On the day we celebrate Dr. Martin Luther King Jr.’s birthday I made a surprising discovery when talking to potential customers during our NSF I-Corps L project about the lack of equity and access of even the most basic learning technology for children from underrepresented or low-income backgrounds. How is it that all children today in the U.S. do not have some sort of computing device such as a Google Chromebook and basic Internet access at home so that they can use online learning and research tools at home? As the recent movie, “Selma”, reminds us, Dr. Martin Luther King Jr., our parents and grand parents marched for basic voting, busing, and housing rights even though they were sometimes confronted with hostile opposition. Shouldn’t we be marching so that every child in our country can have access to the countless volumes of educational knowledge that is accessible to those who have a basic computer and Internet access?
As I listened to an assistant principal explain to me that teaching children that come from low income families may mean that they may not have a computer or internet access at home. Often reading and math scores suffer as a result. If a child has internet access and a PC at home, they can go online to sites such as Khan Academy and watch instructional videos on almost any subject while using Google or Duck Duck Go to find information on research articles. Yes, there are libraries that they can go to but if they don’t have consistent, safe transportation to the library, how are they going to get the books they need or use the public PC’s and internet access. I am not saying that having a PC and Internet is necessary to have an effective education but it can be an amazing vehicle to broaden a child’s horizon to what’s beyond their world in their local neighborhood. It would also provide them the opportunity to use their computers to learn how to code and maybe someday create the next version of the Internet.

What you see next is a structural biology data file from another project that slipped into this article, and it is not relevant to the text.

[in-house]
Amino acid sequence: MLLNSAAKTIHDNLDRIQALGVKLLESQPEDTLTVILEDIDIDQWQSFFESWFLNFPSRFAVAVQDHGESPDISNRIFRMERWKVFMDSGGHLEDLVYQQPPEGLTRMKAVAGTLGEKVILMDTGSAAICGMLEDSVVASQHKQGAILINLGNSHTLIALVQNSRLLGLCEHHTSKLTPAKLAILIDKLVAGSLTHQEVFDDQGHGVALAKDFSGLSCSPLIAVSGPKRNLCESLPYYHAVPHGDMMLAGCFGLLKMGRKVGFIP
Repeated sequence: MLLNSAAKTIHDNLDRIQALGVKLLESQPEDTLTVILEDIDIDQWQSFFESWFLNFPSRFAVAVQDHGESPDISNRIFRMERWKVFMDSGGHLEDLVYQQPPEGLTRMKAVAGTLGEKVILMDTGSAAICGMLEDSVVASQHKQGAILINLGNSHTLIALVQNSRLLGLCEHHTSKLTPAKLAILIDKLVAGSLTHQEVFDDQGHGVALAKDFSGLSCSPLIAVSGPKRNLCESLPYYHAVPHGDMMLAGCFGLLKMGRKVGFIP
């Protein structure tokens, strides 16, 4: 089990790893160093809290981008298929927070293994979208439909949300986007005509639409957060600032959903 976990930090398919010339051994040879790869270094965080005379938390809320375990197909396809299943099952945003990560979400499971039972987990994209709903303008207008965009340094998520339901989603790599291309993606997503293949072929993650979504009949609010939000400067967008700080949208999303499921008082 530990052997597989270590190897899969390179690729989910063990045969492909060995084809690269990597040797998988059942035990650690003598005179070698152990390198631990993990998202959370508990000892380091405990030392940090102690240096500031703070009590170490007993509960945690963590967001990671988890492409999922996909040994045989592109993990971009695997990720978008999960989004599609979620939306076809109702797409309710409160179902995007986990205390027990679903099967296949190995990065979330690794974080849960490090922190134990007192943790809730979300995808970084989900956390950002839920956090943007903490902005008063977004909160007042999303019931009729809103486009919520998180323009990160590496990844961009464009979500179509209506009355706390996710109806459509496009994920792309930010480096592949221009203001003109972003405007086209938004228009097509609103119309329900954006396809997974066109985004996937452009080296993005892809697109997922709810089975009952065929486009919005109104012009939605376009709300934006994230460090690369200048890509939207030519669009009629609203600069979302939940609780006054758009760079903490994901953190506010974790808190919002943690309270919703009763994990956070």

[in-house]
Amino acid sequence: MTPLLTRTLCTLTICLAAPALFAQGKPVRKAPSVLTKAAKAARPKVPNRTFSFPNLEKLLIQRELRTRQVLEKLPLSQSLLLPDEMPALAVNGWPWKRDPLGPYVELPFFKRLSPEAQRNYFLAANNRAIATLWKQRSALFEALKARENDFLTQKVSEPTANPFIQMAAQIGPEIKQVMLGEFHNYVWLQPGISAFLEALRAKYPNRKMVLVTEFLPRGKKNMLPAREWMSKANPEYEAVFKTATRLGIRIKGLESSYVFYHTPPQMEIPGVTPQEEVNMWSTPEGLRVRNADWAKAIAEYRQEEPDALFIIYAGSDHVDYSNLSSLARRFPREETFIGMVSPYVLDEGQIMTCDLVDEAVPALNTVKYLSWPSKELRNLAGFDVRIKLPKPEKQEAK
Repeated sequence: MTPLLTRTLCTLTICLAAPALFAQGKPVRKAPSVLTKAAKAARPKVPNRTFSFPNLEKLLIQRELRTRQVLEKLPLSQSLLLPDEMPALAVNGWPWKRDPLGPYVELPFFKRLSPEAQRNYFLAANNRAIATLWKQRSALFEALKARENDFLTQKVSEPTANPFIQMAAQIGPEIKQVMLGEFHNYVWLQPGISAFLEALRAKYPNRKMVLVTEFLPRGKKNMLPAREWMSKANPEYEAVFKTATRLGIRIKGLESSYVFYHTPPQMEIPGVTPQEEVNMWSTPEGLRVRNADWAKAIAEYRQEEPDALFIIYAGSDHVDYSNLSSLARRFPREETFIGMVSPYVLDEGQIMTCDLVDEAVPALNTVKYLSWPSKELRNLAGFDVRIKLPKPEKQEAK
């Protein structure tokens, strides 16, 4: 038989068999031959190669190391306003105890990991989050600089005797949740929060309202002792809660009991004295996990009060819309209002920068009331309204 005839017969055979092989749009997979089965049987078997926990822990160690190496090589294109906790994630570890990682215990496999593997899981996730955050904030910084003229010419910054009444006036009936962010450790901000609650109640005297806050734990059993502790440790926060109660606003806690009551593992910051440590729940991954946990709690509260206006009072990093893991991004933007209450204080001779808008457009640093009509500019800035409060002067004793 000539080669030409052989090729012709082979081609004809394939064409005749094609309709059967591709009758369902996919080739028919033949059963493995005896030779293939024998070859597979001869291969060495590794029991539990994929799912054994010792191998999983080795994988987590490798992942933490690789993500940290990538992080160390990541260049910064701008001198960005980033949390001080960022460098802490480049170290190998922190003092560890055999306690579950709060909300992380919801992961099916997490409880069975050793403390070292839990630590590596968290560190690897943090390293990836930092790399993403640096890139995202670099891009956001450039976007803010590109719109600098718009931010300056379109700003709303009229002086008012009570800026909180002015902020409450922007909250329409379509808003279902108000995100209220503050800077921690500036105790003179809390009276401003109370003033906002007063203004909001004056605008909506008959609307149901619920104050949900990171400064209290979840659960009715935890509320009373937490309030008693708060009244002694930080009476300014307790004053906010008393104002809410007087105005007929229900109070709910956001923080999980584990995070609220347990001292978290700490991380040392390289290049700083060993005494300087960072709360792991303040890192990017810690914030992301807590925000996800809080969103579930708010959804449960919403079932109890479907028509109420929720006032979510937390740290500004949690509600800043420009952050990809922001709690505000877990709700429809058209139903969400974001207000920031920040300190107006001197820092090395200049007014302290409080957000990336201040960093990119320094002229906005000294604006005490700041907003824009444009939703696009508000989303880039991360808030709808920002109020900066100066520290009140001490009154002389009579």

What would Dr. King think and do if he knew children were going without the basic PC and internet technology in their schools and homes that could accelerate their learning and make them more productive citizens and contributors to today’s economy? I think he would get us to march and contribute our resources to make it happen. He may ask us: What can YOU do to help provide all children and schools with computers and basic internet access regardless of a child’s background or socio-economic status?
Andrew B. Williams, Ph.D., is a humanoid robotics and AI professor at Marquette University. His recent TEDx talk, Belonging in Technology, What I learned from Steve Jobs, addresses creativity and its relationship to innovation, diversity and inclusion in science, technology, engineering and math (STEM). Dr. Williams is the author of, “Out of the Box: Building Robots, Transforming Lives”.